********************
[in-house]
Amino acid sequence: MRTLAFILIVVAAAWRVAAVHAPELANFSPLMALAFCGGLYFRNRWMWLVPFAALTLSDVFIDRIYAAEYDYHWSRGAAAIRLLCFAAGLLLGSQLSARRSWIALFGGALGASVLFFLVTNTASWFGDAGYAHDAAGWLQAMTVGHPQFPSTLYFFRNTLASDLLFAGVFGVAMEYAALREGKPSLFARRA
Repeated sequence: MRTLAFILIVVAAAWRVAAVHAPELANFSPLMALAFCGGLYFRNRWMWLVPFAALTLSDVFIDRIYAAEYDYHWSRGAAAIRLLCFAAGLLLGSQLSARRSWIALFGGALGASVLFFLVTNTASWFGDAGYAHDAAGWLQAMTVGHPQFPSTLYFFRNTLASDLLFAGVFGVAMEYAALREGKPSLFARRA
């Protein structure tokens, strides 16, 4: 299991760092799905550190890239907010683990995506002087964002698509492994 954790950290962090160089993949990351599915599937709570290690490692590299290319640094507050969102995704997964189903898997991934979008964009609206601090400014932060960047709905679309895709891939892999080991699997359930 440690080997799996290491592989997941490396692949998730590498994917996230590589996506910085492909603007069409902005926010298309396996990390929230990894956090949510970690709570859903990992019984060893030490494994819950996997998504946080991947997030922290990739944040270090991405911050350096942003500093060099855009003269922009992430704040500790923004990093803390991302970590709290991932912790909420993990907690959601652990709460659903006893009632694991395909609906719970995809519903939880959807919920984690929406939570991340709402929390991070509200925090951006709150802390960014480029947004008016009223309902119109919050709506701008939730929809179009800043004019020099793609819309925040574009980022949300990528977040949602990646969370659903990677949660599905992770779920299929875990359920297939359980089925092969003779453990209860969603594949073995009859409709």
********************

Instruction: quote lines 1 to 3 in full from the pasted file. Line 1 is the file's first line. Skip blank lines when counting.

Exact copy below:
[in-house]
Amino acid sequence: MRTLAFILIVVAAAWRVAAVHAPELANFSPLMALAFCGGLYFRNRWMWLVPFAALTLSDVFIDRIYAAEYDYHWSRGAAAIRLLCFAAGLLLGSQLSARRSWIALFGGALGASVLFFLVTNTASWFGDAGYAHDAAGWLQAMTVGHPQFPSTLYFFRNTLASDLLFAGVFGVAMEYAALREGKPSLFARRA
Repeated sequence: MRTLAFILIVVAAAWRVAAVHAPELANFSPLMALAFCGGLYFRNRWMWLVPFAALTLSDVFIDRIYAAEYDYHWSRGAAAIRLLCFAAGLLLGSQLSARRSWIALFGGALGASVLFFLVTNTASWFGDAGYAHDAAGWLQAMTVGHPQFPSTLYFFRNTLASDLLFAGVFGVAMEYAALREGKPSLFARRA